The Business of IT Blog

Change Control Board vs Change Advisory Board: What’s the Difference?

Joseph Mathenge
4 minute read
Joseph Mathenge
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Technology is best described by the adage from Greek philosopher Heraclitus: The only constant thing is change. In this age of digital transformation, customers and competitors can find solutions and alternatives at the touch of a button. This speed means that service providers stay ahead only by embracing and executing change quickly, yet maintaining sufficient control to manage risk.

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In change management and execution, there are two key factors to your company’s success: your technology and your decision-making processes. We’ll explore two structures, or bodies, that focus on change-related decision making—the Change Control Board and the Change Advisory Board. The biggest difference between these two bodies is their scope:

  • The CCB primarily handles changes within projects
  • The CAB covers all changes related to the service lifecycle, including emergency changes

Let’s explore in more detail what they do and how they differ. We’ve also included additional resources at the end of this article.

Change management and decision making

When it comes to management and control of changes to services and service components, one of the biggest challenges is determining who has the authority to make change decisions.

IT service management has long suffered from bureaucratic approaches and general risk aversion—which results in layers of approvals, development delays and confusion, and, ultimately, failure to deliver value to customers in an agile manner. This situation is exacerbated in companies with legacy systems and structures that prohibit the flexibility for change that digital transformation requires.

The Change Control Board and the Change Advisory Board are similar organizational structures play vital roles in decision making. Both are comprised of teams whose role is to collectively help the organization make the right decisions of balancing need and risk of changes to technology that supports business processes, but they’re not the same.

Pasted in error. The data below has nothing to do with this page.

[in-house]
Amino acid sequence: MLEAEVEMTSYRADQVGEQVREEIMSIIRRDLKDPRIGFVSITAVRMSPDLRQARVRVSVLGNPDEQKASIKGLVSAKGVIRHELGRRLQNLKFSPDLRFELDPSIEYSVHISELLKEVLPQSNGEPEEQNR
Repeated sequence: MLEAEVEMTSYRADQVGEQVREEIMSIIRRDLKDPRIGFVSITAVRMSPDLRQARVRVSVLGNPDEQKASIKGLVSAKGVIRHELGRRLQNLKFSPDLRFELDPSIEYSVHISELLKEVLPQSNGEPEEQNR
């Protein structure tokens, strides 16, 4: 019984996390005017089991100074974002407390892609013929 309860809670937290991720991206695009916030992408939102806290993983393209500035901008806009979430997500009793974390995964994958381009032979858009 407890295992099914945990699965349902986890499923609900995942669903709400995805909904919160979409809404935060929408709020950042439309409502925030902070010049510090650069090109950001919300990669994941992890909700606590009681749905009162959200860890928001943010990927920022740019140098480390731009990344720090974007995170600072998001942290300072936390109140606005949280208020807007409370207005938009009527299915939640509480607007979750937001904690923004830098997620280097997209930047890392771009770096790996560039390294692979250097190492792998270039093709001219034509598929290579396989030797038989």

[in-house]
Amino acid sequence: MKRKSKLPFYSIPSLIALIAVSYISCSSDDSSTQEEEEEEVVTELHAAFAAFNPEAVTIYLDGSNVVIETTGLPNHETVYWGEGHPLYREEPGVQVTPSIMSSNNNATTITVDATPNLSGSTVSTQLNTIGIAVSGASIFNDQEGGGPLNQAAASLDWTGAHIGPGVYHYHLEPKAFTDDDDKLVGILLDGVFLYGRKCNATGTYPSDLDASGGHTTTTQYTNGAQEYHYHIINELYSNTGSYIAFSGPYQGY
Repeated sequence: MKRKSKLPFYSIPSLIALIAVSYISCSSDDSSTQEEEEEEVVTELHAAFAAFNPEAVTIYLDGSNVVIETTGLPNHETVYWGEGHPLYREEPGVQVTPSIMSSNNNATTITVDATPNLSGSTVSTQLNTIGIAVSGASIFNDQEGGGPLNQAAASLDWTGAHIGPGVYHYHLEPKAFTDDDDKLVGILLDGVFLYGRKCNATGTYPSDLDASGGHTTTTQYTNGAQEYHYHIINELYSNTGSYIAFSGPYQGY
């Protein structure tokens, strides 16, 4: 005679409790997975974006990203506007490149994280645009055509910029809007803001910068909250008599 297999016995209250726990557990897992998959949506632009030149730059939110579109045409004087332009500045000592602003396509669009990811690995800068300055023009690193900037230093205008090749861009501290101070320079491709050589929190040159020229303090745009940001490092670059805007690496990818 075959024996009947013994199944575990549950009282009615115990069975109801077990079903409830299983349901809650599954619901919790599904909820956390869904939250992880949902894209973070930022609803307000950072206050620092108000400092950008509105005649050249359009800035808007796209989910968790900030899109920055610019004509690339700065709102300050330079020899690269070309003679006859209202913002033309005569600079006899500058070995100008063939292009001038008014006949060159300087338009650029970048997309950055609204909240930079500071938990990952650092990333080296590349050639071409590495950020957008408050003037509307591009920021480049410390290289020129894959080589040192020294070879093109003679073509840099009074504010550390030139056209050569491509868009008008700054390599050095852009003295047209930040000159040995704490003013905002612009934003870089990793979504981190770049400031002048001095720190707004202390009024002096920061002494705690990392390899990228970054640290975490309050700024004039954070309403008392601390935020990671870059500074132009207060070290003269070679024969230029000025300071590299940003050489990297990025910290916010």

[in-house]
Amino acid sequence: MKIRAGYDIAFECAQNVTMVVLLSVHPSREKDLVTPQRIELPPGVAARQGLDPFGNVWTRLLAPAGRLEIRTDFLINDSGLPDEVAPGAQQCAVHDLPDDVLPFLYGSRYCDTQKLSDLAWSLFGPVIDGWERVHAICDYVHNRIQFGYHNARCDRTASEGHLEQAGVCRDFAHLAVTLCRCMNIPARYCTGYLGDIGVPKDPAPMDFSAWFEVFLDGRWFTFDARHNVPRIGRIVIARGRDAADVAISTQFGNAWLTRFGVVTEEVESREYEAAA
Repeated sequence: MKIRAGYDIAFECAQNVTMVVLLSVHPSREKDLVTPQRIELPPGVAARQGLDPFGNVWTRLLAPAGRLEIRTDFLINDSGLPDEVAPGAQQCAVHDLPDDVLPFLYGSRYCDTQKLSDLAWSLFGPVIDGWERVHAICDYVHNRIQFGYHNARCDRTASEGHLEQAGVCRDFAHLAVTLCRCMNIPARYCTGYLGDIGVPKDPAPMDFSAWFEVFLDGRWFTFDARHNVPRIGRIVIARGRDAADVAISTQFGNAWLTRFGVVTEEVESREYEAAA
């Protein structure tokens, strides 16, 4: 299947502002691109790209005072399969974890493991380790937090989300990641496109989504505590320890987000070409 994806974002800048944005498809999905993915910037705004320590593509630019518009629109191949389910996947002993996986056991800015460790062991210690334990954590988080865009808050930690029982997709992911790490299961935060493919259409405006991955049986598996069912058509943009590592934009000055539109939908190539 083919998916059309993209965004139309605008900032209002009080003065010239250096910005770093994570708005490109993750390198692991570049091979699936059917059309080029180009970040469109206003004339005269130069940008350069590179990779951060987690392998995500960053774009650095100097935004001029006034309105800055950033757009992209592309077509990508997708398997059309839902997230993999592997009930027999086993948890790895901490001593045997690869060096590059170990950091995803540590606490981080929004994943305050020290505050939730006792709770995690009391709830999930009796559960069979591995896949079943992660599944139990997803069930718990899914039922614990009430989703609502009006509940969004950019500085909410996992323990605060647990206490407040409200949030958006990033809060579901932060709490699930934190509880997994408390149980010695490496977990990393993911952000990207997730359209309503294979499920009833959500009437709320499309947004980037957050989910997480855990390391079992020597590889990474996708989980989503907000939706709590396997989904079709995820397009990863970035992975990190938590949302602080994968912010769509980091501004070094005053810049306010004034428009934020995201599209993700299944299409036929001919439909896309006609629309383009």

What is a Change Control Board?

A Change Control Board (CCB), also known as the configuration control board, is a group of individuals, mostly found in software-related projects. The group is responsible for recommending or making decisions on requested changes to baselined work. These changes may affect requirements, features, code, or infrastructure.

Poor change control can significantly impact the project in terms of scope, cost, time, risk, and benefits. Therefore, it is crucial that the CCB members are sufficiently equipped with information, experience, and support necessary to make the best decisions.

Creating a Change Control Board

The CCB is created during the project’s planning process. The most successful CCBs include representatives for both the project implementer and the customer, whether they are from a single organization or different ones. In a software project, these would include management or leads from the following units:

  • Program or project managers
  • Product managers
  • Business analysts
  • Developers
  • QA
  • Operations

The Change Control Procedures and the Change Control Plan, established during the planning phase, will define the role of the CCB, which can range from simple recommendations to more holistic decision making. The procedures and plan documentation will also include:

  • The structure and authority of the CCB, such as:
    • Which levels of change require CCB approval
    • Whether lower levels of change can be made by the project manager, for instance
    • Whether higher levels of change must be elevated to a higher governing body, such as the board of directors
  • The frequency of meeting
  • The rules for decision making
  • Communication methods

How many Change Control Boards is enough?

Organizations may choose to have a single CCB handling change requests across multiple projects. For larger projects, you may want a dedicated CCB. Some projects might require multi-level CCBs. A low-level CCB could handle lower priority change requests, for instance non-customer-facing features or changes with low/no cost impact. A higher-level CCB could tackle major change requests that have significant impact on costs or customer.